Do People Deserve their Economic Rents?


  • Thomas Mulligan Georgetown University, United States



Rather than answering the broad question, “What is a just income?”, in this essay I consider one component of income—economic rent—under one understanding of justice—as giving people what they deserve. As it turns out, the answer to this more focused question is “no”. Despite their prevalence, people do not deserve their economic rents, and there is no bar of justice to their confiscation. After briefly covering the concept of desert (§1) and explaining what economic rents are (§2), I analyze six types of rent and show that each is unjustified from the point-of-view of desert (§3). I conclude (§4) by drawing some political and economic lessons from the preceding analysis, and by describing how these considerations can help us create a more just and efficient economy.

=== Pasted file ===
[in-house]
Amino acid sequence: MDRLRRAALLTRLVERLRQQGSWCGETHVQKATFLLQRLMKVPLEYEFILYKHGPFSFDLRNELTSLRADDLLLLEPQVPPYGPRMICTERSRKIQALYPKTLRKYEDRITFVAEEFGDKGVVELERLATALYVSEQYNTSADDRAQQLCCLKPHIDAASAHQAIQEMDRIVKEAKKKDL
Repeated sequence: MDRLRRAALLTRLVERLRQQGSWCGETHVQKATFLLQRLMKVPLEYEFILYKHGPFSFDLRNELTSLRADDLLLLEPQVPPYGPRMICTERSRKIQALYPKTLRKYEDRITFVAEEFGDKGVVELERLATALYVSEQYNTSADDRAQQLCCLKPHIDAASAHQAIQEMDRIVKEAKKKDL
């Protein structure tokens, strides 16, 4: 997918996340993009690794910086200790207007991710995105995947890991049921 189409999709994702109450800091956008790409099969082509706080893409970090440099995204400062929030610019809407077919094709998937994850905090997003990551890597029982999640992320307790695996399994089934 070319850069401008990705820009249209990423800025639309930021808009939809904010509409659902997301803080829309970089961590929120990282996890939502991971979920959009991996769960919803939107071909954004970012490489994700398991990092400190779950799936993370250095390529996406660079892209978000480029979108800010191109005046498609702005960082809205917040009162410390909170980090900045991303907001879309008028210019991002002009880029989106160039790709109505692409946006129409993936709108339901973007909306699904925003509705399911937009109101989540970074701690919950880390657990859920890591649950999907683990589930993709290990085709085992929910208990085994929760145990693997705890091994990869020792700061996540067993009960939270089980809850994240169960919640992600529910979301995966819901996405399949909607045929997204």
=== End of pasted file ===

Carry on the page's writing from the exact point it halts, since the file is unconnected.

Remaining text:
Author Biography

Thomas Mulligan, Georgetown University, United States

Thomas Mulligan is  a  visiting  scholar  at  Georgetown  University’s Institute for the Study of Markets and Ethics, where he conducts research in, primarily, economic justice and collective decision-making. He is the author of the 2018 monograph, Justice and the Meritocratic State.




How to Cite

Mulligan, T. (2018). Do People Deserve their Economic Rents?. Erasmus Journal for Philosophy and Economics, 11(2), 163–190.